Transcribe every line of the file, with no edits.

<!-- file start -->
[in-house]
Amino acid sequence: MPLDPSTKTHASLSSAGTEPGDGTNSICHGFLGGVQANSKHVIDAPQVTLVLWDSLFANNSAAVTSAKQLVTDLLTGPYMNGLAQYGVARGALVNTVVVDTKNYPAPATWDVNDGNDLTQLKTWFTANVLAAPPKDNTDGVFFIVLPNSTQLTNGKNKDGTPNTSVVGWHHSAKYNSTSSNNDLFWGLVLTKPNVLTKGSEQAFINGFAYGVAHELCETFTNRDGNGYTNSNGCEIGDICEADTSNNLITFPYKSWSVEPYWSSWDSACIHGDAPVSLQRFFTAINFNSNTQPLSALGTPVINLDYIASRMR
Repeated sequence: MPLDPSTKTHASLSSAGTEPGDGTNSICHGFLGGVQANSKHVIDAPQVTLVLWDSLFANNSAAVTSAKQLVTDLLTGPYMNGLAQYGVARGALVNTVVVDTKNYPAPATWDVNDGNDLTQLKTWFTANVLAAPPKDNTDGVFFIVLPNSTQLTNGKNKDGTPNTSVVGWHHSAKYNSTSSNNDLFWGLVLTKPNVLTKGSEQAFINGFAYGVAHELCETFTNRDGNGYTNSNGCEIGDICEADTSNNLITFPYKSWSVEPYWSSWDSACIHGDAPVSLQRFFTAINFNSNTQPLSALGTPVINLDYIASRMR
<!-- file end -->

[in-house]
Amino acid sequence: MPLDPSTKTHASLSSAGTEPGDGTNSICHGFLGGVQANSKHVIDAPQVTLVLWDSLFANNSAAVTSAKQLVTDLLTGPYMNGLAQYGVARGALVNTVVVDTKNYPAPATWDVNDGNDLTQLKTWFTANVLAAPPKDNTDGVFFIVLPNSTQLTNGKNKDGTPNTSVVGWHHSAKYNSTSSNNDLFWGLVLTKPNVLTKGSEQAFINGFAYGVAHELCETFTNRDGNGYTNSNGCEIGDICEADTSNNLITFPYKSWSVEPYWSSWDSACIHGDAPVSLQRFFTAINFNSNTQPLSALGTPVINLDYIASRMR
Repeated sequence: MPLDPSTKTHASLSSAGTEPGDGTNSICHGFLGGVQANSKHVIDAPQVTLVLWDSLFANNSAAVTSAKQLVTDLLTGPYMNGLAQYGVARGALVNTVVVDTKNYPAPATWDVNDGNDLTQLKTWFTANVLAAPPKDNTDGVFFIVLPNSTQLTNGKNKDGTPNTSVVGWHHSAKYNSTSSNNDLFWGLVLTKPNVLTKGSEQAFINGFAYGVAHELCETFTNRDGNGYTNSNGCEIGDICEADTSNNLITFPYKSWSVEPYWSSWDSACIHGDAPVSLQRFFTAINFNSNTQPLSALGTPVINLDYIASRMR